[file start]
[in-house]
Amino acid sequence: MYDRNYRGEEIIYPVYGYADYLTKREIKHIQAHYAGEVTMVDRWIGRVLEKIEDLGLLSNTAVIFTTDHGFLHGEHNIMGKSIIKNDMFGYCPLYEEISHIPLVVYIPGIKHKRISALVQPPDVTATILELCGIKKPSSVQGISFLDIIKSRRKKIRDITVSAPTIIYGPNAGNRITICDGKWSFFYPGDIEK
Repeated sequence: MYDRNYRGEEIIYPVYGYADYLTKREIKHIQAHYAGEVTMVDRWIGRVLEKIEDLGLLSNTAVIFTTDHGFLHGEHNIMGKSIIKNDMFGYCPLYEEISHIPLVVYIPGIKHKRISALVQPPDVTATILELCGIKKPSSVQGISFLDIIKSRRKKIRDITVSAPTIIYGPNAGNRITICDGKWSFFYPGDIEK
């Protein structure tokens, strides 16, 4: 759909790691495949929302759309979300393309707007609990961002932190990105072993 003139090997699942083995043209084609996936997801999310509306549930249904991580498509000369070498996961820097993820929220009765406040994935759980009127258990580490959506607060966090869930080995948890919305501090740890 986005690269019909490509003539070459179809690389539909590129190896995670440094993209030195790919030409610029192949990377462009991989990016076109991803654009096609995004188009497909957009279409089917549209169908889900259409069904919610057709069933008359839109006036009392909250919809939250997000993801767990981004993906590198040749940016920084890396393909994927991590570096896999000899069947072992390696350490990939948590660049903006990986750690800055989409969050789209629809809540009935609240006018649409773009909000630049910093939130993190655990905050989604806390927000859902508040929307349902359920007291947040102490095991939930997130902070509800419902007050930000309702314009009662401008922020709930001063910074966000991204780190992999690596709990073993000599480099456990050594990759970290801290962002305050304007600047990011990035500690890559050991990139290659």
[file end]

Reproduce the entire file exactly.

[in-house]
Amino acid sequence: MYDRNYRGEEIIYPVYGYADYLTKREIKHIQAHYAGEVTMVDRWIGRVLEKIEDLGLLSNTAVIFTTDHGFLHGEHNIMGKSIIKNDMFGYCPLYEEISHIPLVVYIPGIKHKRISALVQPPDVTATILELCGIKKPSSVQGISFLDIIKSRRKKIRDITVSAPTIIYGPNAGNRITICDGKWSFFYPGDIEK
Repeated sequence: MYDRNYRGEEIIYPVYGYADYLTKREIKHIQAHYAGEVTMVDRWIGRVLEKIEDLGLLSNTAVIFTTDHGFLHGEHNIMGKSIIKNDMFGYCPLYEEISHIPLVVYIPGIKHKRISALVQPPDVTATILELCGIKKPSSVQGISFLDIIKSRRKKIRDITVSAPTIIYGPNAGNRITICDGKWSFFYPGDIEK
């Protein structure tokens, strides 16, 4: 759909790691495949929302759309979300393309707007609990961002932190990105072993 003139090997699942083995043209084609996936997801999310509306549930249904991580498509000369070498996961820097993820929220009765406040994935759980009127258990580490959506607060966090869930080995948890919305501090740890 986005690269019909490509003539070459179809690389539909590129190896995670440094993209030195790919030409610029192949990377462009991989990016076109991803654009096609995004188009497909957009279409089917549209169908889900259409069904919610057709069933008359839109006036009392909250919809939250997000993801767990981004993906590198040749940016920084890396393909994927991590570096896999000899069947072992390696350490990939948590660049903006990986750690800055989409969050789209629809809540009935609240006018649409773009909000630049910093939130993190655990905050989604806390927000859902508040929307349902359920007291947040102490095991939930997130902070509800419902007050930000309702314009009662401008922020709930001063910074966000991204780190992999690596709990073993000599480099456990050594990759970290801290962002305050304007600047990011990035500690890559050991990139290659």